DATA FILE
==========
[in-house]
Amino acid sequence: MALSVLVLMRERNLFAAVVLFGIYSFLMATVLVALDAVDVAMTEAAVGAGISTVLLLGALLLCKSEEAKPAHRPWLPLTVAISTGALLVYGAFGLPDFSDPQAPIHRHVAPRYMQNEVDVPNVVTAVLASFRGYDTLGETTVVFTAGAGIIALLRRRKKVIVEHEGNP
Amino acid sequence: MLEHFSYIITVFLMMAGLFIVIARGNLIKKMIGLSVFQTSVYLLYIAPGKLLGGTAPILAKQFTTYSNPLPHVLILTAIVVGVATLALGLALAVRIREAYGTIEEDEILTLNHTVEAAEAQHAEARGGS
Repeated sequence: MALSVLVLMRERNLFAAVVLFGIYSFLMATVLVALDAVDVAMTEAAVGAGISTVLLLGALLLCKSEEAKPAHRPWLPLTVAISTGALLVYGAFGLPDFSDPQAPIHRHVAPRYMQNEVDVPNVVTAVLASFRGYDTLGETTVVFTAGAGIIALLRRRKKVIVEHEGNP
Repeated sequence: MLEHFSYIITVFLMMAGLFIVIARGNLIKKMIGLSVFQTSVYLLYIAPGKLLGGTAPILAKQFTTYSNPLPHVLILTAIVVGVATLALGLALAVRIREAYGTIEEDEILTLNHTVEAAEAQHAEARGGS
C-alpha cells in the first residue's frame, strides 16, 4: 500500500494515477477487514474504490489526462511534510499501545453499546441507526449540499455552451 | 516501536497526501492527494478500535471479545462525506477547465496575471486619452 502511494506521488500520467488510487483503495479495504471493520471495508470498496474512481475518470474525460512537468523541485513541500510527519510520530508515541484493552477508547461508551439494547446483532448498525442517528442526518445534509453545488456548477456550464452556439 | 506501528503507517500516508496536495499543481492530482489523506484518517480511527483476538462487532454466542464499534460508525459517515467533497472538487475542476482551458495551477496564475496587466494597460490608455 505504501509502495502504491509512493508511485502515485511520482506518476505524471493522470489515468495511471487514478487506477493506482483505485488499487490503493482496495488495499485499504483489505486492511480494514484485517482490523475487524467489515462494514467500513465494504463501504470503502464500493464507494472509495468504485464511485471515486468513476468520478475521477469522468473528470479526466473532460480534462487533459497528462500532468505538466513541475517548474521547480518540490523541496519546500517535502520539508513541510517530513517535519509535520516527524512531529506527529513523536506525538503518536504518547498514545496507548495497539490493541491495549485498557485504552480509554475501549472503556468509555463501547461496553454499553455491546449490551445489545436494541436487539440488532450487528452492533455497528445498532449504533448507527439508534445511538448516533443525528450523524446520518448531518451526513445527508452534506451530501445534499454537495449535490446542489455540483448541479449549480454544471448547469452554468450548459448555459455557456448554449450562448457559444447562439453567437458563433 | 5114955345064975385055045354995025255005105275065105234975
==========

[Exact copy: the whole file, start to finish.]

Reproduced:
[in-house]
Amino acid sequence: MALSVLVLMRERNLFAAVVLFGIYSFLMATVLVALDAVDVAMTEAAVGAGISTVLLLGALLLCKSEEAKPAHRPWLPLTVAISTGALLVYGAFGLPDFSDPQAPIHRHVAPRYMQNEVDVPNVVTAVLASFRGYDTLGETTVVFTAGAGIIALLRRRKKVIVEHEGNP
Amino acid sequence: MLEHFSYIITVFLMMAGLFIVIARGNLIKKMIGLSVFQTSVYLLYIAPGKLLGGTAPILAKQFTTYSNPLPHVLILTAIVVGVATLALGLALAVRIREAYGTIEEDEILTLNHTVEAAEAQHAEARGGS
Repeated sequence: MALSVLVLMRERNLFAAVVLFGIYSFLMATVLVALDAVDVAMTEAAVGAGISTVLLLGALLLCKSEEAKPAHRPWLPLTVAISTGALLVYGAFGLPDFSDPQAPIHRHVAPRYMQNEVDVPNVVTAVLASFRGYDTLGETTVVFTAGAGIIALLRRRKKVIVEHEGNP
Repeated sequence: MLEHFSYIITVFLMMAGLFIVIARGNLIKKMIGLSVFQTSVYLLYIAPGKLLGGTAPILAKQFTTYSNPLPHVLILTAIVVGVATLALGLALAVRIREAYGTIEEDEILTLNHTVEAAEAQHAEARGGS
C-alpha cells in the first residue's frame, strides 16, 4: 500500500494515477477487514474504490489526462511534510499501545453499546441507526449540499455552451 | 516501536497526501492527494478500535471479545462525506477547465496575471486619452 502511494506521488500520467488510487483503495479495504471493520471495508470498496474512481475518470474525460512537468523541485513541500510527519510520530508515541484493552477508547461508551439494547446483532448498525442517528442526518445534509453545488456548477456550464452556439 | 506501528503507517500516508496536495499543481492530482489523506484518517480511527483476538462487532454466542464499534460508525459517515467533497472538487475542476482551458495551477496564475496587466494597460490608455 505504501509502495502504491509512493508511485502515485511520482506518476505524471493522470489515468495511471487514478487506477493506482483505485488499487490503493482496495488495499485499504483489505486492511480494514484485517482490523475487524467489515462494514467500513465494504463501504470503502464500493464507494472509495468504485464511485471515486468513476468520478475521477469522468473528470479526466473532460480534462487533459497528462500532468505538466513541475517548474521547480518540490523541496519546500517535502520539508513541510517530513517535519509535520516527524512531529506527529513523536506525538503518536504518547498514545496507548495497539490493541491495549485498557485504552480509554475501549472503556468509555463501547461496553454499553455491546449490551445489545436494541436487539440488532450487528452492533455497528445498532449504533448507527439508534445511538448516533443525528450523524446520518448531518451526513445527508452534506451530501445534499454537495449535490446542489455540483448541479449549480454544471448547469452554468450548459448555459455557456448554449450562448457559444447562439453567437458563433 | 5114955345064975385055045354995025255005105275065105234975